One of India's greatest epics, the Ramayana pervades the country's moral and cultural consciousness.
For generations it has served as a bedtime story for Indian children, while at the same time engaging the interest of philosophers and theologians.
Believed to have been composed by Valmiki sometime between the eighth and sixth centuries BC, the Ramayana tells the tragic and magical story of Rama, the prince of Ayodhya, an incarnation of Lord Visnu, born to rid the earth of the terrible demon Ravana.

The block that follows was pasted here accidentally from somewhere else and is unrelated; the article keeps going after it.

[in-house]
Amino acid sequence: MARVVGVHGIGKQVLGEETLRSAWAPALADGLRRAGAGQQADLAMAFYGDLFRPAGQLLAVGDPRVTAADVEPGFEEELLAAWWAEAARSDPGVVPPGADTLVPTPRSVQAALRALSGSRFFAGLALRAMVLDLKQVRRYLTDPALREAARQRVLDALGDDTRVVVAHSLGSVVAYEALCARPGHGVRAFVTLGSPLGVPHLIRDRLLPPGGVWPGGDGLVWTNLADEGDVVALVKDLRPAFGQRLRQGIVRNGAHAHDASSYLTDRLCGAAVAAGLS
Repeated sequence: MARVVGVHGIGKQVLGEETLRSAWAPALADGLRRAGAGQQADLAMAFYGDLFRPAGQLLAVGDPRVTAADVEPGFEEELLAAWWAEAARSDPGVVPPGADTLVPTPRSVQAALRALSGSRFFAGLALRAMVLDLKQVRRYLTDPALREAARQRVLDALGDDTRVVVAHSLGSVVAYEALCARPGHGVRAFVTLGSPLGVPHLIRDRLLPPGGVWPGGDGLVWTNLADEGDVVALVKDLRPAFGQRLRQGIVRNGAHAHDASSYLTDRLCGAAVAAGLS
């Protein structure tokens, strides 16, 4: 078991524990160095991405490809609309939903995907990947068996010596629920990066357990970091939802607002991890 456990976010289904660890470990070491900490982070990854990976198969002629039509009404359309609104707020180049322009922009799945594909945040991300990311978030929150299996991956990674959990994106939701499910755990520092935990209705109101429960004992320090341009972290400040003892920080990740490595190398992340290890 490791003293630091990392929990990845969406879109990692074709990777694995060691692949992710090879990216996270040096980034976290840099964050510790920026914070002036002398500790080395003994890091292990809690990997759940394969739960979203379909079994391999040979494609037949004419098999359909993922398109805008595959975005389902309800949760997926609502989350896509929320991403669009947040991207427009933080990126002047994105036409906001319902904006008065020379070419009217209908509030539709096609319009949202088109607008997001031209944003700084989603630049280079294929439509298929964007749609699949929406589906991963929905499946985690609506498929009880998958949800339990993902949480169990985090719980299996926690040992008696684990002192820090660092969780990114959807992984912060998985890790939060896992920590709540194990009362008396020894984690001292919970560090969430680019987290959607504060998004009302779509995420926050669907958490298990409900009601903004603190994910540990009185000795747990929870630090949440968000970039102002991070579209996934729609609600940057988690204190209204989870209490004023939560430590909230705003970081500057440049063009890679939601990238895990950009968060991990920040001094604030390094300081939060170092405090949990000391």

An idealized heroic tale ending with the inevitable triumph of good over evil, the Ramayana is also an intensely personal story of family relationships, love and loss, duty and honor, of harem intrigue, petty jealousies, and destructive ambitions.
All this played out in a universe populated by larger-than-life humans, gods and celestial beings, wondrous animals and terrifying demons.
With her magnificent translation and superb introduction, Arshia Sattar has successfully bridged both time and space to bring this ancient classic to modern English readers.